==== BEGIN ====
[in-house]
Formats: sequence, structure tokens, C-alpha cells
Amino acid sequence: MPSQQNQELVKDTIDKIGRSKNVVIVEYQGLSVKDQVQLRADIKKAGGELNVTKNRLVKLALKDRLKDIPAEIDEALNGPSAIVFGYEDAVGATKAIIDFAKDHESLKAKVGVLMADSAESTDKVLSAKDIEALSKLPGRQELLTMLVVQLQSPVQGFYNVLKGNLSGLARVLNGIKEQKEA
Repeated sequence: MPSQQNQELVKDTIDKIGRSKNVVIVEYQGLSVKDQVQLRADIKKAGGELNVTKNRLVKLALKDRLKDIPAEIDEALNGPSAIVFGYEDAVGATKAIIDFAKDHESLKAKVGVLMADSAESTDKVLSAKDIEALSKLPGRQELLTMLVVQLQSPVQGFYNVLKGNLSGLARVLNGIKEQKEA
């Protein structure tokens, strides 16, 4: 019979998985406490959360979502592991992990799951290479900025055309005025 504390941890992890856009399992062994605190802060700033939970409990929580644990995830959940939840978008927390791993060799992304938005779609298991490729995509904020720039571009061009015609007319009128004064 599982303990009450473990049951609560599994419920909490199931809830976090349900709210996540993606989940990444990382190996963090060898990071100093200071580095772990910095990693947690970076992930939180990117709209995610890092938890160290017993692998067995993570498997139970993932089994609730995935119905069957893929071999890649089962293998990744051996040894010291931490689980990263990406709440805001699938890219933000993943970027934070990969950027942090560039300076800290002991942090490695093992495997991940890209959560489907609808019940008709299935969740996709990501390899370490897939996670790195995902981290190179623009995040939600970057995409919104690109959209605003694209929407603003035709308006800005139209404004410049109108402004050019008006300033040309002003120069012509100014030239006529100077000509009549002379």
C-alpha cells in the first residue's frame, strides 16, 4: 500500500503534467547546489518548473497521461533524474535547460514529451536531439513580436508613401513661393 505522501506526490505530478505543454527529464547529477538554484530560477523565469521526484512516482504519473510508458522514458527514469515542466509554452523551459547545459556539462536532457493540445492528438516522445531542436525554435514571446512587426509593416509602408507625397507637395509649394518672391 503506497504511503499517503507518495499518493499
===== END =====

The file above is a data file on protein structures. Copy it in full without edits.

[in-house]
Formats: sequence, structure tokens, C-alpha cells
Amino acid sequence: MPSQQNQELVKDTIDKIGRSKNVVIVEYQGLSVKDQVQLRADIKKAGGELNVTKNRLVKLALKDRLKDIPAEIDEALNGPSAIVFGYEDAVGATKAIIDFAKDHESLKAKVGVLMADSAESTDKVLSAKDIEALSKLPGRQELLTMLVVQLQSPVQGFYNVLKGNLSGLARVLNGIKEQKEA
Repeated sequence: MPSQQNQELVKDTIDKIGRSKNVVIVEYQGLSVKDQVQLRADIKKAGGELNVTKNRLVKLALKDRLKDIPAEIDEALNGPSAIVFGYEDAVGATKAIIDFAKDHESLKAKVGVLMADSAESTDKVLSAKDIEALSKLPGRQELLTMLVVQLQSPVQGFYNVLKGNLSGLARVLNGIKEQKEA
């Protein structure tokens, strides 16, 4: 019979998985406490959360979502592991992990799951290479900025055309005025 504390941890992890856009399992062994605190802060700033939970409990929580644990995830959940939840978008927390791993060799992304938005779609298991490729995509904020720039571009061009015609007319009128004064 599982303990009450473990049951609560599994419920909490199931809830976090349900709210996540993606989940990444990382190996963090060898990071100093200071580095772990910095990693947690970076992930939180990117709209995610890092938890160290017993692998067995993570498997139970993932089994609730995935119905069957893929071999890649089962293998990744051996040894010291931490689980990263990406709440805001699938890219933000993943970027934070990969950027942090560039300076800290002991942090490695093992495997991940890209959560489907609808019940008709299935969740996709990501390899370490897939996670790195995902981290190179623009995040939600970057995409919104690109959209605003694209929407603003035709308006800005139209404004410049109108402004050019008006300033040309002003120069012509100014030239006529100077000509009549002379």
C-alpha cells in the first residue's frame, strides 16, 4: 500500500503534467547546489518548473497521461533524474535547460514529451536531439513580436508613401513661393 505522501506526490505530478505543454527529464547529477538554484530560477523565469521526484512516482504519473510508458522514458527514469515542466509554452523551459547545459556539462536532457493540445492528438516522445531542436525554435514571446512587426509593416509602408507625397507637395509649394518672391 503506497504511503499517503507518495499518493499